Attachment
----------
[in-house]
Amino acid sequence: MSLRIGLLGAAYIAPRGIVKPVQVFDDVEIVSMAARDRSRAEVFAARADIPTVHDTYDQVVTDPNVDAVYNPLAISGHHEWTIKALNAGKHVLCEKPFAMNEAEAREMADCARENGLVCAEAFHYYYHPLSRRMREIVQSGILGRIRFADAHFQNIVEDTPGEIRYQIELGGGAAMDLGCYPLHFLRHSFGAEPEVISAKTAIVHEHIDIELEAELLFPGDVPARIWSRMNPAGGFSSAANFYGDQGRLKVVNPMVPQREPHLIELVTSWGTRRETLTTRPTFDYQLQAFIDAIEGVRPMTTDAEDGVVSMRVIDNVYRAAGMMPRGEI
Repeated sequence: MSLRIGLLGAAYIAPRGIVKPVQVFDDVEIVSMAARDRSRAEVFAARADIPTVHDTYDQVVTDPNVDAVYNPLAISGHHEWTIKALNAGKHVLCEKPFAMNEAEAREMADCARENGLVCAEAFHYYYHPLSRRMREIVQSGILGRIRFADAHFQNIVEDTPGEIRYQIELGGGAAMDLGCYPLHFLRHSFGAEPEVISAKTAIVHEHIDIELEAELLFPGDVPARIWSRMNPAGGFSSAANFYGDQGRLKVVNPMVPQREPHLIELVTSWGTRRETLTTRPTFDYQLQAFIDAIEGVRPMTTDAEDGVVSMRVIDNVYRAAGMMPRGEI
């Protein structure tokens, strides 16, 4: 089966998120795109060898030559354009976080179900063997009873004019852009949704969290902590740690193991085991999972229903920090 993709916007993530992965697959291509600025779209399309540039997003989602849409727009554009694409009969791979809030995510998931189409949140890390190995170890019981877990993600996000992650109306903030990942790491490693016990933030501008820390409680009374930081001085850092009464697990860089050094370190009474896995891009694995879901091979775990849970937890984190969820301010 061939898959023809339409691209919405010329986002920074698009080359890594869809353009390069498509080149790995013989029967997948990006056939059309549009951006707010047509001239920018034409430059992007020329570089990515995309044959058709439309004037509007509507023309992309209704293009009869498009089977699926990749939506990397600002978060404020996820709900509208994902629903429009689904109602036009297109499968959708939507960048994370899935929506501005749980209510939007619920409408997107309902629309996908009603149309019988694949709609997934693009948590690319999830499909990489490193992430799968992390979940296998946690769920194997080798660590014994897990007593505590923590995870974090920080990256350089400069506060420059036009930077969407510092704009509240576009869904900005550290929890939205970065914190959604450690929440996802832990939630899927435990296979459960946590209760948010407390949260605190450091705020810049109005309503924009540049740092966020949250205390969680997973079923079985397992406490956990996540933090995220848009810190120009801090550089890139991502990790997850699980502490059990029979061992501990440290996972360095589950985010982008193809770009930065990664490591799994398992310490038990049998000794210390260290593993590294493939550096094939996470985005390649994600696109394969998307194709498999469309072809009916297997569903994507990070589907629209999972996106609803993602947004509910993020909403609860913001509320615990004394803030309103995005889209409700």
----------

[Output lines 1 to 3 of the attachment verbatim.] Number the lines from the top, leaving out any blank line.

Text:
[in-house]
Amino acid sequence: MSLRIGLLGAAYIAPRGIVKPVQVFDDVEIVSMAARDRSRAEVFAARADIPTVHDTYDQVVTDPNVDAVYNPLAISGHHEWTIKALNAGKHVLCEKPFAMNEAEAREMADCARENGLVCAEAFHYYYHPLSRRMREIVQSGILGRIRFADAHFQNIVEDTPGEIRYQIELGGGAAMDLGCYPLHFLRHSFGAEPEVISAKTAIVHEHIDIELEAELLFPGDVPARIWSRMNPAGGFSSAANFYGDQGRLKVVNPMVPQREPHLIELVTSWGTRRETLTTRPTFDYQLQAFIDAIEGVRPMTTDAEDGVVSMRVIDNVYRAAGMMPRGEI
Repeated sequence: MSLRIGLLGAAYIAPRGIVKPVQVFDDVEIVSMAARDRSRAEVFAARADIPTVHDTYDQVVTDPNVDAVYNPLAISGHHEWTIKALNAGKHVLCEKPFAMNEAEAREMADCARENGLVCAEAFHYYYHPLSRRMREIVQSGILGRIRFADAHFQNIVEDTPGEIRYQIELGGGAAMDLGCYPLHFLRHSFGAEPEVISAKTAIVHEHIDIELEAELLFPGDVPARIWSRMNPAGGFSSAANFYGDQGRLKVVNPMVPQREPHLIELVTSWGTRRETLTTRPTFDYQLQAFIDAIEGVRPMTTDAEDGVVSMRVIDNVYRAAGMMPRGEI